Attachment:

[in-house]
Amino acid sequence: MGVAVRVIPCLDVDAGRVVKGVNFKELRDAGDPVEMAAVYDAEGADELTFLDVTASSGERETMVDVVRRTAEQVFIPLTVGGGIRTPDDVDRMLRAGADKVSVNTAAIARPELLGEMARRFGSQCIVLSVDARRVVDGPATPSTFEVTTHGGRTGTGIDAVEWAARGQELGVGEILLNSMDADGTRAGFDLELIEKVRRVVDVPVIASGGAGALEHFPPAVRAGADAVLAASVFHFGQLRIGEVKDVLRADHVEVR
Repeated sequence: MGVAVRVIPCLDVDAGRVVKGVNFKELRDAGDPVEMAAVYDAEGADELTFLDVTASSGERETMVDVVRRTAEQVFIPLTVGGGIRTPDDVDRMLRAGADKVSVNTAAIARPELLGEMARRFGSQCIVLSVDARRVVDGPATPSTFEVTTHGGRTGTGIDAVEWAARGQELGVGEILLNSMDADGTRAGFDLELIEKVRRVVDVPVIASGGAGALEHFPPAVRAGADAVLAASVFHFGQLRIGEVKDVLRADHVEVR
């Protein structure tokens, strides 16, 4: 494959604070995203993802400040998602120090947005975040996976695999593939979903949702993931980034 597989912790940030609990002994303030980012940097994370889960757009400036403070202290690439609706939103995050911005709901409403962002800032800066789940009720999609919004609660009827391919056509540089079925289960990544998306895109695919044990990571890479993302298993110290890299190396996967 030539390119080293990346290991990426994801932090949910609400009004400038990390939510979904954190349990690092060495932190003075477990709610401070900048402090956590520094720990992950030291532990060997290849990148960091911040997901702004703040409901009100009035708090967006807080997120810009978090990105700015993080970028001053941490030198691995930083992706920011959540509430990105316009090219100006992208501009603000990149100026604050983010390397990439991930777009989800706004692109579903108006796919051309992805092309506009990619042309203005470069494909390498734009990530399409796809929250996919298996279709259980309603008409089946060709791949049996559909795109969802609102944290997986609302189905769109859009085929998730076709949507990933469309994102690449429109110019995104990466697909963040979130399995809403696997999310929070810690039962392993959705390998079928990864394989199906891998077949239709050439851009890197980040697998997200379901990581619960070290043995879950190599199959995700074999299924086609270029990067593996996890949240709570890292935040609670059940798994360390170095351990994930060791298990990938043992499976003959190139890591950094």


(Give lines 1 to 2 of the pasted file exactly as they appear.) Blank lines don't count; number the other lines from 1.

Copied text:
[in-house]
Amino acid sequence: MGVAVRVIPCLDVDAGRVVKGVNFKELRDAGDPVEMAAVYDAEGADELTFLDVTASSGERETMVDVVRRTAEQVFIPLTVGGGIRTPDDVDRMLRAGADKVSVNTAAIARPELLGEMARRFGSQCIVLSVDARRVVDGPATPSTFEVTTHGGRTGTGIDAVEWAARGQELGVGEILLNSMDADGTRAGFDLELIEKVRRVVDVPVIASGGAGALEHFPPAVRAGADAVLAASVFHFGQLRIGEVKDVLRADHVEVR